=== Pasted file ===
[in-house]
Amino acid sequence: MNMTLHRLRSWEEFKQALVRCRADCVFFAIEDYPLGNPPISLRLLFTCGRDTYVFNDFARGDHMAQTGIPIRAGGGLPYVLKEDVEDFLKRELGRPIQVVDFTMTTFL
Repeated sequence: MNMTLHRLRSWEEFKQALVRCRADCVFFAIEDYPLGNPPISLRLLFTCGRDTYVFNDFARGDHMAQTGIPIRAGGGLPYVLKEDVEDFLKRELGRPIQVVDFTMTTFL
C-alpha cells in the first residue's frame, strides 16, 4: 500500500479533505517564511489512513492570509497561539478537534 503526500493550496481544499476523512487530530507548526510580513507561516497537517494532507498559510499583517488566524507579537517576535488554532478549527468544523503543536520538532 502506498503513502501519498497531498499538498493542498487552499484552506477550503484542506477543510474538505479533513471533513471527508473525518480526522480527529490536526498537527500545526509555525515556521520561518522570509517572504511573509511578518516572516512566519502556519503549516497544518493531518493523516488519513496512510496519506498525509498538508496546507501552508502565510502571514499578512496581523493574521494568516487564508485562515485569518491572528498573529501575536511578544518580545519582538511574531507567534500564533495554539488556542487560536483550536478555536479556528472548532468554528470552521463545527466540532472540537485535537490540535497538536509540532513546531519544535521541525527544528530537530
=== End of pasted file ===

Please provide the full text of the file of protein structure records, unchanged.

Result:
[in-house]
Amino acid sequence: MNMTLHRLRSWEEFKQALVRCRADCVFFAIEDYPLGNPPISLRLLFTCGRDTYVFNDFARGDHMAQTGIPIRAGGGLPYVLKEDVEDFLKRELGRPIQVVDFTMTTFL
Repeated sequence: MNMTLHRLRSWEEFKQALVRCRADCVFFAIEDYPLGNPPISLRLLFTCGRDTYVFNDFARGDHMAQTGIPIRAGGGLPYVLKEDVEDFLKRELGRPIQVVDFTMTTFL
C-alpha cells in the first residue's frame, strides 16, 4: 500500500479533505517564511489512513492570509497561539478537534 503526500493550496481544499476523512487530530507548526510580513507561516497537517494532507498559510499583517488566524507579537517576535488554532478549527468544523503543536520538532 502506498503513502501519498497531498499538498493542498487552499484552506477550503484542506477543510474538505479533513471533513471527508473525518480526522480527529490536526498537527500545526509555525515556521520561518522570509517572504511573509511578518516572516512566519502556519503549516497544518493531518493523516488519513496512510496519506498525509498538508496546507501552508502565510502571514499578512496581523493574521494568516487564508485562515485569518491572528498573529501575536511578544518580545519582538511574531507567534500564533495554539488556542487560536483550536478555536479556528472548532468554528470552521463545527466540532472540537485535537490540535497538536509540532513546531519544535521541525527544528530537530